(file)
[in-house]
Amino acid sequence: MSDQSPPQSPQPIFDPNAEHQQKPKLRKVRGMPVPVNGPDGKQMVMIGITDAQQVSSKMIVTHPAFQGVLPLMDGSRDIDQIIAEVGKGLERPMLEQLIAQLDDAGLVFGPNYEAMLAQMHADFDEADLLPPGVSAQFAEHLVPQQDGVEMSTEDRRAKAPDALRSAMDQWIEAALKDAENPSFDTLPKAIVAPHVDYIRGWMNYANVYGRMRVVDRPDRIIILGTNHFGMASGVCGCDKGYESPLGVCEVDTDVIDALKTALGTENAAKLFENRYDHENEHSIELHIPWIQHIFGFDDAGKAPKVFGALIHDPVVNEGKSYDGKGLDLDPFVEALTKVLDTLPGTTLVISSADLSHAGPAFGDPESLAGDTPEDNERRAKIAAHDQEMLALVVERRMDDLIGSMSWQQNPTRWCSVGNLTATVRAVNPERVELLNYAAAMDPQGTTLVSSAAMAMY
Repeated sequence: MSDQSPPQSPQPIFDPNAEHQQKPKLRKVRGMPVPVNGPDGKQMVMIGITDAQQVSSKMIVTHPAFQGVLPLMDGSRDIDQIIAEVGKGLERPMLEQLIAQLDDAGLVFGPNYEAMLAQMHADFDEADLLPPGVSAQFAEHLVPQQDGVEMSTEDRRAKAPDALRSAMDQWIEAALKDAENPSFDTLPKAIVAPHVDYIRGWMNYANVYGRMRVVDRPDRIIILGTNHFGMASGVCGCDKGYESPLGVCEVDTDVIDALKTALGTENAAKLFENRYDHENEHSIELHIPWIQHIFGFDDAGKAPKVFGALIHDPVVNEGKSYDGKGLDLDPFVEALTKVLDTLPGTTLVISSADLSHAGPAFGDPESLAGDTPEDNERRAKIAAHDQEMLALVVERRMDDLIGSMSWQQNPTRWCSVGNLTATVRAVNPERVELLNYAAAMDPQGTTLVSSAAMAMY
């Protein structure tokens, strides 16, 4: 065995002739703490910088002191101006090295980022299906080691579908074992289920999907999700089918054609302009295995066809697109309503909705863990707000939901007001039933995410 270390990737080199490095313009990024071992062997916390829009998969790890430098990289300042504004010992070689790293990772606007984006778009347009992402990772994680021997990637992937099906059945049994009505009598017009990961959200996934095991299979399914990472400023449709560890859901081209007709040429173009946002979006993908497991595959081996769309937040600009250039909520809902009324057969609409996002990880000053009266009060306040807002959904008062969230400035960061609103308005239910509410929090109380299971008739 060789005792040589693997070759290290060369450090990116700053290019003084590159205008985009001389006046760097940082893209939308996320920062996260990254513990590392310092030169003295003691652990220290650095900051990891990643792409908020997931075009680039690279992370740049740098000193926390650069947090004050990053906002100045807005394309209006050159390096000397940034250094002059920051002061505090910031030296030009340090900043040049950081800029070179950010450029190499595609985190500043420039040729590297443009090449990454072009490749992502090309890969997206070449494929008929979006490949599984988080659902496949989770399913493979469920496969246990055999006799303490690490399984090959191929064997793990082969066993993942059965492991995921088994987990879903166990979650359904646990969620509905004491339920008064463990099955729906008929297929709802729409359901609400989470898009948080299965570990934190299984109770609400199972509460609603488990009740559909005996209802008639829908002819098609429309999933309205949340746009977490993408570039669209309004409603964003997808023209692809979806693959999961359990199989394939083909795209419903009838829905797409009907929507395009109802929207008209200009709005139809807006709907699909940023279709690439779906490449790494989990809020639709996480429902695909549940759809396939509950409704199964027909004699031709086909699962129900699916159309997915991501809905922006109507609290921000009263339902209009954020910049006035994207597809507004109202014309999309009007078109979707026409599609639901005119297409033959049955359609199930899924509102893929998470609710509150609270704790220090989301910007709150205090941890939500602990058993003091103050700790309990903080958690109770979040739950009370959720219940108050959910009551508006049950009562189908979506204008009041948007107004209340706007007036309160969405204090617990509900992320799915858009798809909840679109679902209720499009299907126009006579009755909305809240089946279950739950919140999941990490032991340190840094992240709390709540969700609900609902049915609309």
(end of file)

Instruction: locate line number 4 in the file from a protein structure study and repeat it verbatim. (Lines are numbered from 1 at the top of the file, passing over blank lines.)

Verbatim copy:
């Protein structure tokens, strides 16, 4: 065995002739703490910088002191101006090295980022299906080691579908074992289920999907999700089918054609302009295995066809697109309503909705863990707000939901007001039933995410 270390990737080199490095313009990024071992062997916390829009998969790890430098990289300042504004010992070689790293990772606007984006778009347009992402990772994680021997990637992937099906059945049994009505009598017009990961959200996934095991299979399914990472400023449709560890859901081209007709040429173009946002979006993908497991595959081996769309937040600009250039909520809902009324057969609409996002990880000053009266009060306040807002959904008062969230400035960061609103308005239910509410929090109380299971008739 060789005792040589693997070759290290060369450090990116700053290019003084590159205008985009001389006046760097940082893209939308996320920062996260990254513990590392310092030169003295003691652990220290650095900051990891990643792409908020997931075009680039690279992370740049740098000193926390650069947090004050990053906002100045807005394309209006050159390096000397940034250094002059920051002061505090910031030296030009340090900043040049950081800029070179950010450029190499595609985190500043420039040729590297443009090449990454072009490749992502090309890969997206070449494929008929979006490949599984988080659902496949989770399913493979469920496969246990055999006799303490690490399984090959191929064997793990082969066993993942059965492991995921088994987990879903166990979650359904646990969620509905004491339920008064463990099955729906008929297929709802729409359901609400989470898009948080299965570990934190299984109770609400199972509460609603488990009740559909005996209802008639829908002819098609429309999933309205949340746009977490993408570039669209309004409603964003997808023209692809979806693959999961359990199989394939083909795209419903009838829905797409009907929507395009109802929207008209200009709005139809807006709907699909940023279709690439779906490449790494989990809020639709996480429902695909549940759809396939509950409704199964027909004699031709086909699962129900699916159309997915991501809905922006109507609290921000009263339902209009954020910049006035994207597809507004109202014309999309009007078109979707026409599609639901005119297409033959049955359609199930899924509102893929998470609710509150609270704790220090989301910007709150205090941890939500602990058993003091103050700790309990903080958690109770979040739950009370959720219940108050959910009551508006049950009562189908979506204008009041948007107004209340706007007036309160969405204090617990509900992320799915858009798809909840679109679902209720499009299907126009006579009755909305809240089946279950739950919140999941990490032991340190840094992240709390709540969700609900609902049915609309």